So what will it be this school year? Will you do things the easy way, or God’s way?

The Text (Proverbs 21:4-8)

4 A haughty look, a proud heart, And the plowing of the wicked are sin.

5 The plans of the diligent lead surely to plenty, But those of everyone who is hasty, surely to poverty.

6 Getting treasures by a lying tongue Is the fleeting fantasy of those who seek death.

7 The violence of the wicked will destroy them, Because they refuse to do justice.

8 The way of a guilty man is perverse; But as for the pure, his work is right.

Questions to Think About

  1. Do your efforts at school show humility, hard work, and honesty or pride, laziness, and deceit? How about in your sport? What about in your home?
  2. Why do you think that God cares so much more about how and why we do things than about what we accomplish?

In Christ,

Mr. Reel

Our Strong Tower (Proverbs 18:9-12)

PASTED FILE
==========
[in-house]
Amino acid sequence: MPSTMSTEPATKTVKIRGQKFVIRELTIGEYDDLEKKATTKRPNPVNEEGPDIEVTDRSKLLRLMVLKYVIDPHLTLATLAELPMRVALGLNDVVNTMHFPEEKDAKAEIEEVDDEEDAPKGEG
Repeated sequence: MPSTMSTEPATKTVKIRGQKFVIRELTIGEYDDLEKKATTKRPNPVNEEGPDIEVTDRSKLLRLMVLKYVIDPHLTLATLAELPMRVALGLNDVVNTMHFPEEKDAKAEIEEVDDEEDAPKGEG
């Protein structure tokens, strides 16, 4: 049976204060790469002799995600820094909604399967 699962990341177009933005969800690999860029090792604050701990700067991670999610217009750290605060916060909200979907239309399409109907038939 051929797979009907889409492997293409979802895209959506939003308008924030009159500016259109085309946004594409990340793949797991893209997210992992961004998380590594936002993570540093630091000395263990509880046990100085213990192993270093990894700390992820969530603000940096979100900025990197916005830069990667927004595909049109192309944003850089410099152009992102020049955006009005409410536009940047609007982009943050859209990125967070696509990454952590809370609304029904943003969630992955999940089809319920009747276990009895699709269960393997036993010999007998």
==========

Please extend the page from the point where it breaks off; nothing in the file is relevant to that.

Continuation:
People like to feel safe. Much of life on this earth seems like an endless effort to bring ourselves comfort, pleasure, and security. We must work and work hard to avoid poverty. Those who are “slothful” or lazy bring destruction to themselves and others (Proverbs 18:9). We don’t want to wind up poor, so we work hard at school so that we can get a good job afterwards. After we get our jobs, if we have the right mix of talent, training, and opportunities, then we may find ourselves with plenty of money to enjoy nice lifestyles. Our wealth can become a cushion or shield against suffering (v. 11a). We may even begin to believe that we are like the high-walled cities of ancient times, unable to be defeated by life’s hard knocks (v. 11b). This is the American dream. Watch any HGTV show. You will see people desiring to find comfort, pleasure, and safety in a home and lifestyle.